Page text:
Viewpoints
A must-read: The story of starting yield on loans

Timely insights from portfolio managers and industry experts on key financial, economic and political issues.

The views expressed in these posts are those of the authors and are current only through the date stated. These views are subject to change at any time based upon market or other conditions, and Eaton Vance disclaims any responsibility to update such views. These views may not be relied upon as investment advice and, because investment decisions for Eaton Vance are based on many factors, may not be relied upon as an indication of trading intent on behalf of any Eaton Vance strategy. The discussion herein is general in nature and is provided for informational purposes only. There is no guarantee as to its accuracy or completeness.

  • All Posts
  • More
    Topics
      Authors
      The article below is presented as a single post. Click here to view all posts.

      By John ReddingFloating-Rate Loan Portfolio Manager, Eaton Vance Management and Christopher RemingtonInstitutional Portfolio Manager, Eaton Vance Management

      Boston - Everyone knows the standard disclaimer, "past performance is no guarantee of future results." While certainly true, some guidance that could be an indicator of future results would be a lot more helpful.

      Fortunately for fixed income investors, there is one: starting yield. And — spoiler alert! — starting yield is a good indicator of why we see value in floating-rate corporate loans right now.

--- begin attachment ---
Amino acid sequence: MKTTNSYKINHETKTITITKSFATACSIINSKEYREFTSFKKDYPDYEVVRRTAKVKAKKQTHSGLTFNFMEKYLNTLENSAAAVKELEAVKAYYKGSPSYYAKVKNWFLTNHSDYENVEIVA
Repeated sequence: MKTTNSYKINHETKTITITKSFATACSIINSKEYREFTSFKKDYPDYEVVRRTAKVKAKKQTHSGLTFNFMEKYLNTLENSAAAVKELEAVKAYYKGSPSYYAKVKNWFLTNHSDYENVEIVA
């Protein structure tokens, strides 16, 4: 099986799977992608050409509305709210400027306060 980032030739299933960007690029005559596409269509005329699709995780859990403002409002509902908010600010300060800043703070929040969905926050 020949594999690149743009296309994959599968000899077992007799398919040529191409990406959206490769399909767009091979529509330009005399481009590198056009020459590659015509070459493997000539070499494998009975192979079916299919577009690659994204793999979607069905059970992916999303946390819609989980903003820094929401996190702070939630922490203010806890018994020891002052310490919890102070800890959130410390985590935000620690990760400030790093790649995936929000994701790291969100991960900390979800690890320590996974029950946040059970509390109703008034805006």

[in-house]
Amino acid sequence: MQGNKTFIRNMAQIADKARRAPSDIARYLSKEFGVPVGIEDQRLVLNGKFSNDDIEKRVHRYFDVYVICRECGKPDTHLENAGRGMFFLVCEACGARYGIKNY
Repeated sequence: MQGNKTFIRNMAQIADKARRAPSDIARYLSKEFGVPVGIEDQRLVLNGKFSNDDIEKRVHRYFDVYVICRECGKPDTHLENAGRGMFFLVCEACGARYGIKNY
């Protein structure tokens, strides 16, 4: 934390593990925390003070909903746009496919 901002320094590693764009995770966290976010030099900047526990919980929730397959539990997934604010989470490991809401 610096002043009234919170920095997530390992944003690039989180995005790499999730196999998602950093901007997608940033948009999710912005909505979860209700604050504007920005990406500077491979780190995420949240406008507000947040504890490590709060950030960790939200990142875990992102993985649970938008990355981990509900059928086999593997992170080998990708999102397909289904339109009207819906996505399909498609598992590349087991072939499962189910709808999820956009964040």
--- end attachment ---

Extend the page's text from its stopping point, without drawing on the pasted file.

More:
Of course, starting yield doesn't guarantee anything. For example, bond prices will ebb and flow — say with credit conditions or "news" — on their path to eventual maturity. Yet a brief recap of bond fundamentals illustrates why starting yield is such an important metric.

      Bonds are debt issued at par value, sometimes called face, and earn a certain coupon income during the bond's life — if held to maturity, they are redeemed by the issuer at par. Under this simple scenario, the investor's total return would equal the stated coupon interest rate, because there has been no price change.

      2020_02_17_LoansYields

      With the basics in mind, the chart above tells a powerful, two-part story:

      Bond asset classes have experienced incredible returns over the last year. Yields collapsed as the US Federal Reserve rolled out their three rate cuts, helping power price gains that far outpaced coupon income, with most sectors returning near 9% (shown by the dots in the chart). For perspective, the Bloomberg Barclays US Aggregate Index had almost five years' worth of return (or yield) in the last year alone. Because of this, mathematically the future appears less bright. Just turn to each market's yield to maturity, which (as noted) is a fixed income investor's peek into the future (shown by the bars). What's on offer is 1.5% to 2% in many places.

      Yields look to favor credit markets — and in particular floating-rate corporate loans. As reflected in the data above, the starting yield on loans is among the highest available today. It's an area where a significant proportion of the yield is attributable to a meaningful credit spread. Also, the average loan market price is below par, while the other sectors trade at a premium, except for high-yield bonds. But loans not only yield more than high yield right now, they have two structural advantages over high yield: Loans are senior and secured in the capital structure, and have almost zero interest-rate duration — that is, no exposure to movements in rates. It's a rare day in the capital markets to be rewarded for less risk with higher return prospects. That loans were simply out of favor for much of last year as the Fed cut rates helps to explain much of this phenomenon.

      Bottom line: In our view, the story of starting yield on loans, compared with high yield and the other bond sectors, has a simple conclusion: Higher return prospects with less risk is an unusual offer — one that investors should consider carefully.